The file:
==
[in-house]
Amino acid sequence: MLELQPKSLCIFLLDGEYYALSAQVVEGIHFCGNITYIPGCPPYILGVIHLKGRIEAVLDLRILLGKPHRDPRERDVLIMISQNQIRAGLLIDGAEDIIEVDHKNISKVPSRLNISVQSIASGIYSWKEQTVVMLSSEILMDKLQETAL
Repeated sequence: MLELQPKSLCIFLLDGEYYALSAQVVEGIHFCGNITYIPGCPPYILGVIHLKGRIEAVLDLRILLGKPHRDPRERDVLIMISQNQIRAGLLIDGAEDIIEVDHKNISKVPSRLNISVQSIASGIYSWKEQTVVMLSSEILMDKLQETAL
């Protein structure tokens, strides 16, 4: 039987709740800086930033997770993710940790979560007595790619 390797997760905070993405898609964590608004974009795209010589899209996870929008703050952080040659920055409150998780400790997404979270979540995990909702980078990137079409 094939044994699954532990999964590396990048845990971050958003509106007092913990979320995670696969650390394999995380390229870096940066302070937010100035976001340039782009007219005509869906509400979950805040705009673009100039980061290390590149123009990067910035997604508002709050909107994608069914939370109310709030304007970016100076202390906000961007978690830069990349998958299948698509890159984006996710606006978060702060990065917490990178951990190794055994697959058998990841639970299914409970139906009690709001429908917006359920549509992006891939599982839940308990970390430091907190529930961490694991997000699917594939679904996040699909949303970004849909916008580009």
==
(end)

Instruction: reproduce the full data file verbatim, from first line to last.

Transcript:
[in-house]
Amino acid sequence: MLELQPKSLCIFLLDGEYYALSAQVVEGIHFCGNITYIPGCPPYILGVIHLKGRIEAVLDLRILLGKPHRDPRERDVLIMISQNQIRAGLLIDGAEDIIEVDHKNISKVPSRLNISVQSIASGIYSWKEQTVVMLSSEILMDKLQETAL
Repeated sequence: MLELQPKSLCIFLLDGEYYALSAQVVEGIHFCGNITYIPGCPPYILGVIHLKGRIEAVLDLRILLGKPHRDPRERDVLIMISQNQIRAGLLIDGAEDIIEVDHKNISKVPSRLNISVQSIASGIYSWKEQTVVMLSSEILMDKLQETAL
């Protein structure tokens, strides 16, 4: 039987709740800086930033997770993710940790979560007595790619 390797997760905070993405898609964590608004974009795209010589899209996870929008703050952080040659920055409150998780400790997404979270979540995990909702980078990137079409 094939044994699954532990999964590396990048845990971050958003509106007092913990979320995670696969650390394999995380390229870096940066302070937010100035976001340039782009007219005509869906509400979950805040705009673009100039980061290390590149123009990067910035997604508002709050909107994608069914939370109310709030304007970016100076202390906000961007978690830069990349998958299948698509890159984006996710606006978060702060990065917490990178951990190794055994697959058998990841639970299914409970139906009690709001429908917006359920549509992006891939599982839940308990970390430091907190529930961490694991997000699917594939679904996040699909949303970004849909916008580009």